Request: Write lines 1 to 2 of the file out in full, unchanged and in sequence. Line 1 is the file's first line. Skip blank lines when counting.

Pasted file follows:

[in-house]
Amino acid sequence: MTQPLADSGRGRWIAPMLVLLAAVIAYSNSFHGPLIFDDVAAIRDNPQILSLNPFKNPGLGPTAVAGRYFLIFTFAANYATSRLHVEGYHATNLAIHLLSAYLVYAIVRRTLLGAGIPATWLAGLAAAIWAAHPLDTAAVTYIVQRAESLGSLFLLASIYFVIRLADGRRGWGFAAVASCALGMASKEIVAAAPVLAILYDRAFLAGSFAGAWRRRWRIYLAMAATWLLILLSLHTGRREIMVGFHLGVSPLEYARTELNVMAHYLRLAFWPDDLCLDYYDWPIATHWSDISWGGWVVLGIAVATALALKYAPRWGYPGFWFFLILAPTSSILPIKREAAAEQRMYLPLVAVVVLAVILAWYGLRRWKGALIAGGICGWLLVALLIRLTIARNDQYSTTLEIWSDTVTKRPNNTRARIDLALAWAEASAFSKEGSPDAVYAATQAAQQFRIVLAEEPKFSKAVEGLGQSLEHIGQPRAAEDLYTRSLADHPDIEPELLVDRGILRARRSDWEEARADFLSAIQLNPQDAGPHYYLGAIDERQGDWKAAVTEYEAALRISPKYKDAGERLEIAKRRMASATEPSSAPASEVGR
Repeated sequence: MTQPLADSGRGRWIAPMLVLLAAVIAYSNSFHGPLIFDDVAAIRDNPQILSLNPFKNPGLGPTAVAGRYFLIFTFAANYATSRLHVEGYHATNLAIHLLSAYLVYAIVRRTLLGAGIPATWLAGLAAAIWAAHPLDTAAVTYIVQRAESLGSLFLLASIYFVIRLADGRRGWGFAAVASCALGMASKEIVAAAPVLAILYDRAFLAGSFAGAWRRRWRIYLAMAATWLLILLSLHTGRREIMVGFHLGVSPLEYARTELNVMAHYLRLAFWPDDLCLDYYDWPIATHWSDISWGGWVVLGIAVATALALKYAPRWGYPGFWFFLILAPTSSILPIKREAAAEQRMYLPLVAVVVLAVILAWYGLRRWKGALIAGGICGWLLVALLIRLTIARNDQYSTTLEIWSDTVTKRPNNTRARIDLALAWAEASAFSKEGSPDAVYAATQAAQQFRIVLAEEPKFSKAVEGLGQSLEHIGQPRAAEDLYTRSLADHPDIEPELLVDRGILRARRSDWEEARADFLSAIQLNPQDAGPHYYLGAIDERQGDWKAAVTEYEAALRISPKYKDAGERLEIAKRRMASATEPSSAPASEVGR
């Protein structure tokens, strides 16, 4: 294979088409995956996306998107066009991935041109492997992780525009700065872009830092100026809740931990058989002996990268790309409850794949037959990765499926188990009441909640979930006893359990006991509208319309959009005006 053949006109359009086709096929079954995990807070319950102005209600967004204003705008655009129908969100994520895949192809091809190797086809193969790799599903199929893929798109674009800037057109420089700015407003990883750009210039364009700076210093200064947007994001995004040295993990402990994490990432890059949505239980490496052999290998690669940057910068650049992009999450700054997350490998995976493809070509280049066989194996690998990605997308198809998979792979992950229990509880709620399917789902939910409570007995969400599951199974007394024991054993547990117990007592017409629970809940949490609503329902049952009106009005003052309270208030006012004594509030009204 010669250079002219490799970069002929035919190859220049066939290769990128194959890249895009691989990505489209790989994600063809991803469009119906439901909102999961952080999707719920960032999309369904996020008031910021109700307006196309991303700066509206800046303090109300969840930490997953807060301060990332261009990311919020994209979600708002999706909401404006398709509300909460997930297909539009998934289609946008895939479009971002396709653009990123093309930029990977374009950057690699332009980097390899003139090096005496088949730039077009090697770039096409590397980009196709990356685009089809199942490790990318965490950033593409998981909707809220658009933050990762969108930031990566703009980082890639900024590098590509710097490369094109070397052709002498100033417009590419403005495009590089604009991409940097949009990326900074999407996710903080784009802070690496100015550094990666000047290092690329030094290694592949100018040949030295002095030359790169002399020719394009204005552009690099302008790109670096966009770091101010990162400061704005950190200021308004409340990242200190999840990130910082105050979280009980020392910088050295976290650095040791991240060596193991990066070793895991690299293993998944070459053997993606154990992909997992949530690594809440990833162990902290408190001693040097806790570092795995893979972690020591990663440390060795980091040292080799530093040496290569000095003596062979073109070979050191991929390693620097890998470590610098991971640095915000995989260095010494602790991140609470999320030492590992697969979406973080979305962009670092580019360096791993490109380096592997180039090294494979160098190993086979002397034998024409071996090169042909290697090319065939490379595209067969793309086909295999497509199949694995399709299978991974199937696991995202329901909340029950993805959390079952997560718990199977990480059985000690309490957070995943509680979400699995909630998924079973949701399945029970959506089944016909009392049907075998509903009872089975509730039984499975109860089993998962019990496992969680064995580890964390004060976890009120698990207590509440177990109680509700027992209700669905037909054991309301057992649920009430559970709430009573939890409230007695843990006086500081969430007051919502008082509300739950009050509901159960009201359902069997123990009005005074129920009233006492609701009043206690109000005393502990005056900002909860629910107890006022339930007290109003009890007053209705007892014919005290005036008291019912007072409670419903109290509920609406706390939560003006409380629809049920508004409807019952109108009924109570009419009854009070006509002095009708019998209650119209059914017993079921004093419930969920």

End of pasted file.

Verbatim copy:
[in-house]
Amino acid sequence: MTQPLADSGRGRWIAPMLVLLAAVIAYSNSFHGPLIFDDVAAIRDNPQILSLNPFKNPGLGPTAVAGRYFLIFTFAANYATSRLHVEGYHATNLAIHLLSAYLVYAIVRRTLLGAGIPATWLAGLAAAIWAAHPLDTAAVTYIVQRAESLGSLFLLASIYFVIRLADGRRGWGFAAVASCALGMASKEIVAAAPVLAILYDRAFLAGSFAGAWRRRWRIYLAMAATWLLILLSLHTGRREIMVGFHLGVSPLEYARTELNVMAHYLRLAFWPDDLCLDYYDWPIATHWSDISWGGWVVLGIAVATALALKYAPRWGYPGFWFFLILAPTSSILPIKREAAAEQRMYLPLVAVVVLAVILAWYGLRRWKGALIAGGICGWLLVALLIRLTIARNDQYSTTLEIWSDTVTKRPNNTRARIDLALAWAEASAFSKEGSPDAVYAATQAAQQFRIVLAEEPKFSKAVEGLGQSLEHIGQPRAAEDLYTRSLADHPDIEPELLVDRGILRARRSDWEEARADFLSAIQLNPQDAGPHYYLGAIDERQGDWKAAVTEYEAALRISPKYKDAGERLEIAKRRMASATEPSSAPASEVGR